Gloria Ruth Frost
Various interpreters of Aquinas’s thought have argued that some feature of
God, such as his power or essence, grounds necessary propositions about creatures.
In this dissertation, I argue for alternate interpretation of Aquinas. I make a textually
based argument for the conclusion that Aquinas held that necessary propositions
about creatures have their ontological grounds in the contingently existing substantial
forms of the created beings themselves. The precise feature of a substantial form that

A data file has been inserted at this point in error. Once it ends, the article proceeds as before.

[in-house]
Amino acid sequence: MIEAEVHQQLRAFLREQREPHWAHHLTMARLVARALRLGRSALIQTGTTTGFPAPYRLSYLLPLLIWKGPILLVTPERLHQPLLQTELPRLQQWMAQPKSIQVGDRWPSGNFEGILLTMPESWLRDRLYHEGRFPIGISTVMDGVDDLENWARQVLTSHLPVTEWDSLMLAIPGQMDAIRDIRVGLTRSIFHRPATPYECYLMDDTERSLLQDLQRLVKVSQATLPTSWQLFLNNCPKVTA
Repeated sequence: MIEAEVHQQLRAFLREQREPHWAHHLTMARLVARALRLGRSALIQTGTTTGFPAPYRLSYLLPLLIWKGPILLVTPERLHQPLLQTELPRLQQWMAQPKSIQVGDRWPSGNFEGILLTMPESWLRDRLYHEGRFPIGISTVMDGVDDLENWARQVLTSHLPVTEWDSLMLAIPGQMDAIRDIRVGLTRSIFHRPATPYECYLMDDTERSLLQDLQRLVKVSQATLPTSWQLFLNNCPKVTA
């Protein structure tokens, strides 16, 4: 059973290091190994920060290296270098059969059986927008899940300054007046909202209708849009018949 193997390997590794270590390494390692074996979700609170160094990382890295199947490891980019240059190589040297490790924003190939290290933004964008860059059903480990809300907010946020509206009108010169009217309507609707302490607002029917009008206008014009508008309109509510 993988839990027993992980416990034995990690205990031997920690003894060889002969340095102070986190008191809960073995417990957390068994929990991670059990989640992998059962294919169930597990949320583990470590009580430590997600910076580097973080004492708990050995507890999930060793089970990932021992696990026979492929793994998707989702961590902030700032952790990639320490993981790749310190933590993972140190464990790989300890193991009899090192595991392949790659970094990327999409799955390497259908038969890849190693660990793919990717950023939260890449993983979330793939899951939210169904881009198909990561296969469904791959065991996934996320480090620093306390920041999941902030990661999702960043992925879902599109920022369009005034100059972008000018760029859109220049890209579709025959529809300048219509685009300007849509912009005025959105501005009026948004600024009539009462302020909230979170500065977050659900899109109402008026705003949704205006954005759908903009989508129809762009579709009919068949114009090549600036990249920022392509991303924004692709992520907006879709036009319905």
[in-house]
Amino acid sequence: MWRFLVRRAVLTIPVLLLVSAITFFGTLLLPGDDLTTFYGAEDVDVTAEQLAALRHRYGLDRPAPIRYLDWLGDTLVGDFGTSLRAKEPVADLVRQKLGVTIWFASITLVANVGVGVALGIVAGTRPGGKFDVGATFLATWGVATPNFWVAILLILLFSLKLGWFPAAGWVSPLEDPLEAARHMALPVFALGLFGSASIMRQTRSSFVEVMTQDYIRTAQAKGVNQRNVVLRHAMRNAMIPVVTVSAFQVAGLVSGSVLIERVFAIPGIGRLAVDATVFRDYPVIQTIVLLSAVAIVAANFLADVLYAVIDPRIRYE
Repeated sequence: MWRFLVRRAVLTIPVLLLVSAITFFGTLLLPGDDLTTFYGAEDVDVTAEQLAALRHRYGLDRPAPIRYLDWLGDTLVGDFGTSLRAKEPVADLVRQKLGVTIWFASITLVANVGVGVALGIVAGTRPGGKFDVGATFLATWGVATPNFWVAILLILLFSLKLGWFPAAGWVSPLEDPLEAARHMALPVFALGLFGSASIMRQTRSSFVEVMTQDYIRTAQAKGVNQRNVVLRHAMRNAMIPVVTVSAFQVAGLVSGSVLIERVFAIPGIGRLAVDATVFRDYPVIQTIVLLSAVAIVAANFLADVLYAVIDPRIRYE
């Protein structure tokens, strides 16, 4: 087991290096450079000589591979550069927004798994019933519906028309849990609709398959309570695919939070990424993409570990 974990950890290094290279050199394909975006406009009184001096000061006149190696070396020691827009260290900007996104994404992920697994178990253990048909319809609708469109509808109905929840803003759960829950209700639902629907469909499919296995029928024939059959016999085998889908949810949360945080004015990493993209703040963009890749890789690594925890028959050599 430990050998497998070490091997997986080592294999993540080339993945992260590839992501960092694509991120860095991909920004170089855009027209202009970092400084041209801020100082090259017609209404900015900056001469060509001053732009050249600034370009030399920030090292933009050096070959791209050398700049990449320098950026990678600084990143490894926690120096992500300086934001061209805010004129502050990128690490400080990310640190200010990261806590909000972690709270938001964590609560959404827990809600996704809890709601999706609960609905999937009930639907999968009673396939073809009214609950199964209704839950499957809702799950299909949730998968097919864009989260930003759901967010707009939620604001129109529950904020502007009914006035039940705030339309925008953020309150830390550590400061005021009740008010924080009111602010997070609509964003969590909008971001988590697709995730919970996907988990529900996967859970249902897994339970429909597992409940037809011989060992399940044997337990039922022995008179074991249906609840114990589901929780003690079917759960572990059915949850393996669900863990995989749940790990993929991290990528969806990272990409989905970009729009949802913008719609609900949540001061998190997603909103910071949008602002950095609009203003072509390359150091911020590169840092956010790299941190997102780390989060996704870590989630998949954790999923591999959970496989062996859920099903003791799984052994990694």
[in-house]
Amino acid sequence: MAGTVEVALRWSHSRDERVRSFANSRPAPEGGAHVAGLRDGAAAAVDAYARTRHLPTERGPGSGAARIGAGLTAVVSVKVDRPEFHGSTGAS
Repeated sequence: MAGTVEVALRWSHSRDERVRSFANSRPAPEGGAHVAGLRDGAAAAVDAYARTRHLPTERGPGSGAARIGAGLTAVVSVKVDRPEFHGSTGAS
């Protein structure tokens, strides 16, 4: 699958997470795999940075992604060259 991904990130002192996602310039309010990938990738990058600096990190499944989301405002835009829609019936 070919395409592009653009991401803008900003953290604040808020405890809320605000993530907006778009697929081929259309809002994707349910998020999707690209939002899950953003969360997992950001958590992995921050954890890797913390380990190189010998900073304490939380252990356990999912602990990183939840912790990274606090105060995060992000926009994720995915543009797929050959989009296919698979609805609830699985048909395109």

guarantees the truth of a necessary proposition is its unicity. Aquinas thought that
Man is rational is necessarily true because man and rational signify one form in
reality. In addition to explicating Aquinas’s thinking on the grounds of necessary
propositions, I show how Aquinas thought that these propositions could remain true
even after the creatures that they are about (and their forms) have perished.